…or When transparency matters!
This is a first in a short series of posts demonstrating some of the aesthetic design choices and mapping methods (including Adobe Illustrator tips) that I used while making this monochrome Three. Two. One. Climb on, Vancouver! rock climbing map centered around southwest British Columbia and northwest Washington state. The map shows how far a person can drive from the heart of Vancouver, B.C. in one, two, and three hours.
What it’s all about
There’s no simple phrase to sum up what this post is about, even though the method is straightforward. Essentially, sometimes your map has overlapping polygons that both sit on top of other map data that needs to be visible as well. So the overlapping polygons need a level of transparency. But the overlapping nature of the polygons causes the overlapping area to be too opaque. So, you need to remove the overlap while also keeping the polygons. This post is about that.
Dealing with Overlapping Transparent Polygons in Illustrator
Naturally, the one-, two-, and three-hour drive-time polygons (closed paths in .AI speak) that all radiate from the same Vancouver, B.C. point will overlap with one another. The three-hour polygon will be the largest, and the two-hour will be encompassed with it. Likewise, the one-hour polygon will be encompassed in both the two- and three-hour areas. This concentric situation is depicted as simple circles in map’s legend below (Estimated Drive Time).
For this monochrome map, I also wanted these drive-time polygons be transparent so that the hillshade and other map data beneath these polygons would be visible. But, I didn’t want the overlapping areas to become more opaque simply because they were overlapping. For this reason, I needed to “punch out” the overlapping areas to create holes inside the encompassing polygons. For example, each of the rectangles in the sample map below have the same red hue. It is the opacity difference in each polygon that makes them appear as a gradient of color (35%, 50%, and 75%). Due to their overlap, it much easier to see the map data beneath the outermost rectangle than it is to see the data beneath the center rectangle. That is, in part, because the overlap makes the center rectangle much more opaque than what I set it to be. So, let’s take a look at how to punch out some holes with the Minus Front Pathfinder tool. These are the same steps I followed for the drive-time polygons on the Vancouver rock climbing map. After performing these steps on the sample map (as well as , the actual set transparency will be true for all of the polygons, not just the outermost one. I’m going to share the steps I do to accomplish this, as well as the sample .AI file for anyone who wants to practice this Illustrator mapping method. You can download that .AI file here:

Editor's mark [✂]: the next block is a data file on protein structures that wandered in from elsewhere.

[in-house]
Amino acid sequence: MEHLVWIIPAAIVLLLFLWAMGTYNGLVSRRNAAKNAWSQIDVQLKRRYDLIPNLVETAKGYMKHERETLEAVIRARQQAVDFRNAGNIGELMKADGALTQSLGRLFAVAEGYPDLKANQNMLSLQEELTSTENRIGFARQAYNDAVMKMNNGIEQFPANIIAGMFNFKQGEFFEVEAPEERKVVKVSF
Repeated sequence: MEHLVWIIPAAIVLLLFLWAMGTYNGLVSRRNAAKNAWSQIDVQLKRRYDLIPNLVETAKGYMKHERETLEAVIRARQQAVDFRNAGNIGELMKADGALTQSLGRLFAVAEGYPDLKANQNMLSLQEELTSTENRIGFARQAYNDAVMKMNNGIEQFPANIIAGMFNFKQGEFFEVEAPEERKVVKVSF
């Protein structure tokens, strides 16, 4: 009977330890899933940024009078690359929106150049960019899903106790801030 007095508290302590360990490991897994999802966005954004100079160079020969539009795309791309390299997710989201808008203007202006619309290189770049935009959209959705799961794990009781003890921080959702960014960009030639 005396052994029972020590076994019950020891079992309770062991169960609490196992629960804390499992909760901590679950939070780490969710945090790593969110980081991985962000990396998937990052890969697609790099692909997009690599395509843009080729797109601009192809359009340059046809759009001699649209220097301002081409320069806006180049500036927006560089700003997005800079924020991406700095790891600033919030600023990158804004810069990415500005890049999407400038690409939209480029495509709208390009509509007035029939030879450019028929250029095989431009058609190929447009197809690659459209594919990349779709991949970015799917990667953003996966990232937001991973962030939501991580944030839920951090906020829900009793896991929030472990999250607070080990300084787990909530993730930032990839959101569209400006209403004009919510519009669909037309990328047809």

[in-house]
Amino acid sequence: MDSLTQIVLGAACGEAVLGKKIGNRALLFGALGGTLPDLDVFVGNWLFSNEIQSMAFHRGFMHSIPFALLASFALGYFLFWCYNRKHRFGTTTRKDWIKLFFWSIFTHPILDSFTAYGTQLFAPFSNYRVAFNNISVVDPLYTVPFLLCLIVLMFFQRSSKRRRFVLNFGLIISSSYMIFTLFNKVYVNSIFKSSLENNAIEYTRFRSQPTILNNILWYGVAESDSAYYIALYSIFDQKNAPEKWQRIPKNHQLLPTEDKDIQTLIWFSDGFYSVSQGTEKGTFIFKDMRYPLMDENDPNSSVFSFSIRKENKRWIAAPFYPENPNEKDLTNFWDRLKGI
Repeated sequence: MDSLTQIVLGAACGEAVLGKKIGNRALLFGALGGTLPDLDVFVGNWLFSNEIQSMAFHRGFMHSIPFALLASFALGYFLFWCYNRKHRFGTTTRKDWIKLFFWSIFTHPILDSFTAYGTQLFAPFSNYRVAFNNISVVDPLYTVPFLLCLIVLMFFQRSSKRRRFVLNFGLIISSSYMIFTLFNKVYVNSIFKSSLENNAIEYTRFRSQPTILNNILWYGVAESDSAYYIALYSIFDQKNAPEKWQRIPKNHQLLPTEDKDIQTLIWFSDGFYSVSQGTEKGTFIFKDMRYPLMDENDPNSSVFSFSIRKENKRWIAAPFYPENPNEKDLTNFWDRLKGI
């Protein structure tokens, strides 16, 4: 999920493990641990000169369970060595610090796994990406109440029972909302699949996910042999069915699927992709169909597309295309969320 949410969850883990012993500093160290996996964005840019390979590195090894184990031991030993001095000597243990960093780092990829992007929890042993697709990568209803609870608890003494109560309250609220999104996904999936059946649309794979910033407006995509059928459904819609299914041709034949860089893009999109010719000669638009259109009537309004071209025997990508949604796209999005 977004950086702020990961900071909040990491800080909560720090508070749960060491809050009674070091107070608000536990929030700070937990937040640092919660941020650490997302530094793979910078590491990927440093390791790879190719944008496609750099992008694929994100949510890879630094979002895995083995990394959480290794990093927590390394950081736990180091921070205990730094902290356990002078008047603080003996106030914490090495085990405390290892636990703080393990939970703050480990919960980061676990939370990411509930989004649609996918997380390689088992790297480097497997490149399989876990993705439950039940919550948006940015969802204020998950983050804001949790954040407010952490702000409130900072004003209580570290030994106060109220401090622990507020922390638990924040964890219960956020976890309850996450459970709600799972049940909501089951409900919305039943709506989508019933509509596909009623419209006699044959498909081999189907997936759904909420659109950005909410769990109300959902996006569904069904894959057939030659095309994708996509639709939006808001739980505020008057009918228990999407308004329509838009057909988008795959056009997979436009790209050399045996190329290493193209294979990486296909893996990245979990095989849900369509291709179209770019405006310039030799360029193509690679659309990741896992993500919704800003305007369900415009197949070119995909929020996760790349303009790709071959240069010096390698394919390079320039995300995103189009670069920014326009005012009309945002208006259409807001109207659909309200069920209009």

For my Vancouver climbing map and this sample map, punching out areas within the drive time polygons are somewhat straightforward. However, this method can be extended to more complicated maps with multiple holes that need to be punched out. I find myself frequently applying this method on maps where a government land polygon has either glaciers or additional jurisdictions within it, like this Mount Baker area map. Because the hillshade needs to appear the same beneath the glaciers, the Wilderness, and the national forests and parks, the Minus Front tool can be quite useful.
Here’s how to make those shapes.
- Open the Pathfinder Window. Open the Pathfinder window if it is not already open. Window –> Pathfinder
- Copy and Paste the “puncher” shape. Copy the second-most-outer rectangle (CTRL +C), and then paste the copy in front in place so that it sits exactly where the original rectangle sits. In Illustrator, you can do this with CTRL + F (paste in Front), or you can go Edit -> Paste in front. After pasting the copy in front, you will now have two second-most-outer polygons. Note that if you were just subtracting a shape from a polygon without needing to keep a copy, you wouldn’t need to do this copy step. But we need all three of these rectangles to be visible on the map.
- Select the “punching” shape and the to-be “punched” shape. If you’ve done nothing with your mouse or keyboard since CTRL +F, then the copied polygon should still be selected. If it isn’t, then make sure that it is. Then, holding the Shift key, select the outermost rectangle so that just the copied polygon and the outermost polygon are selected.
- Minus Front! With both of those two polygons selected, go to the Pathfinder window, and click the Minus Front tool (pictured below). This will subtract whichever shape is selected and in front from the shape selected and beneath.
Notice that the copied polygon you pasted in step 2 is invisible now. That is because it is being used to make a Compound Path. Since you made a copy of the second-most-outer polygon, the original one is still there. To continue, you can subtract the shape of the center rectangle from the second-most
Below is the sample map after applying the above steps. You can see the buildings, streets, and other map data beneath overlapping areas much easier now.
Here is how those polygons appear if I separate them. Because the outermost and second-most-outer rectangles are Compound Paths, to remove these donut holes, you would select the shape, and then Object –> Compound Path –> Release. Note that this will also reveal that hidden copied rectangle. You can just select that rectangle and delete it.
There are a couple more tips I’d like to share from this monochrome rock climbing map which have more to do with color choices. I look forward to sharing those soon!
Keep on mapping!